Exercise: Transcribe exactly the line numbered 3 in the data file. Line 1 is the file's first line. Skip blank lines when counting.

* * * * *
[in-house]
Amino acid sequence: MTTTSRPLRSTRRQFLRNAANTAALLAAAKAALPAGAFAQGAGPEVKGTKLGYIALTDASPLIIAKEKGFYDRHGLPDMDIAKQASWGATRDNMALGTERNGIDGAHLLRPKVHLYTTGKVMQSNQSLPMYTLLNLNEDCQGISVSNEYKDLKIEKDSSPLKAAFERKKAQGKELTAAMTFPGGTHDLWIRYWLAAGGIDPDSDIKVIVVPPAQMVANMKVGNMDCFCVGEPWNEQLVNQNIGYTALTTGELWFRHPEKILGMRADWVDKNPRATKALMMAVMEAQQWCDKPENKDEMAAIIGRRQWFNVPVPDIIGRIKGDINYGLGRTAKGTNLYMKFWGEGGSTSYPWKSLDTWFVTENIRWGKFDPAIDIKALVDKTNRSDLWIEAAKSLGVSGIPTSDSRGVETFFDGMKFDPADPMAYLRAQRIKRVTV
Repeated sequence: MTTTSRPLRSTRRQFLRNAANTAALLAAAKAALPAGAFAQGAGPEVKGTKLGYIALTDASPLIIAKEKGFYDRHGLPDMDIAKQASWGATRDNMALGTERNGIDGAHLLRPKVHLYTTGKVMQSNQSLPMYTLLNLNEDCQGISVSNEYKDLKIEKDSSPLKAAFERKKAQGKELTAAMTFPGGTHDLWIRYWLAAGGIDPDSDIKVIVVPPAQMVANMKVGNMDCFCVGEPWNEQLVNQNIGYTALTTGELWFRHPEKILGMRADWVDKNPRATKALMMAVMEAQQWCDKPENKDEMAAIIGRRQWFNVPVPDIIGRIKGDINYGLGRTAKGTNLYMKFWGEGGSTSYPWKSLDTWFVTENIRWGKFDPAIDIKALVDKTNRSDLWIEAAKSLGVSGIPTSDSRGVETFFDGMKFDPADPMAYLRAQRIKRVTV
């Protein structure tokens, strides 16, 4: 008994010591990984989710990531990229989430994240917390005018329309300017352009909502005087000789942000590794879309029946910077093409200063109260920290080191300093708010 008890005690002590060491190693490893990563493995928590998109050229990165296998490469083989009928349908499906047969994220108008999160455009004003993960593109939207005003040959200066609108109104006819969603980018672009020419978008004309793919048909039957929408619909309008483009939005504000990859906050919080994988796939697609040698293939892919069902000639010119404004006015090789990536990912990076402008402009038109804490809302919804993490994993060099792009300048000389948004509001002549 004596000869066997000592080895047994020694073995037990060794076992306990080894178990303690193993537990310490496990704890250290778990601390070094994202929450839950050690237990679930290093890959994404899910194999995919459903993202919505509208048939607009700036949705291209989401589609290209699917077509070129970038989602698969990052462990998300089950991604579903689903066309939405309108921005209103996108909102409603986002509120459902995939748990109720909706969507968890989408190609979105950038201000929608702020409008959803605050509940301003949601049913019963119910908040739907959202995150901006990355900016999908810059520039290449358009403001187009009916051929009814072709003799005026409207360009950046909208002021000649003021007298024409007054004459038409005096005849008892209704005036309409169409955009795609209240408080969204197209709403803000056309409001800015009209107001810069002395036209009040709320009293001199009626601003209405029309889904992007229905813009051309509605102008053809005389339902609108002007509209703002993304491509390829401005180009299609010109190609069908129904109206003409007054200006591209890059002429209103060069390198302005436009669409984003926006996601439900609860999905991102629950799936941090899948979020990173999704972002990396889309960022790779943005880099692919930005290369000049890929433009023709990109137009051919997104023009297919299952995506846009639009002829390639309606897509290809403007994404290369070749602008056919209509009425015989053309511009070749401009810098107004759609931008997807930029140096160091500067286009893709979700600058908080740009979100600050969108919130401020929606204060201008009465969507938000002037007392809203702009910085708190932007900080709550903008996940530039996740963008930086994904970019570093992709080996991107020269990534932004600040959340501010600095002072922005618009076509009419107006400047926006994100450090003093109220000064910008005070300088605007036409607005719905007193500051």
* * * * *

Repeated sequence: MTTTSRPLRSTRRQFLRNAANTAALLAAAKAALPAGAFAQGAGPEVKGTKLGYIALTDASPLIIAKEKGFYDRHGLPDMDIAKQASWGATRDNMALGTERNGIDGAHLLRPKVHLYTTGKVMQSNQSLPMYTLLNLNEDCQGISVSNEYKDLKIEKDSSPLKAAFERKKAQGKELTAAMTFPGGTHDLWIRYWLAAGGIDPDSDIKVIVVPPAQMVANMKVGNMDCFCVGEPWNEQLVNQNIGYTALTTGELWFRHPEKILGMRADWVDKNPRATKALMMAVMEAQQWCDKPENKDEMAAIIGRRQWFNVPVPDIIGRIKGDINYGLGRTAKGTNLYMKFWGEGGSTSYPWKSLDTWFVTENIRWGKFDPAIDIKALVDKTNRSDLWIEAAKSLGVSGIPTSDSRGVETFFDGMKFDPADPMAYLRAQRIKRVTV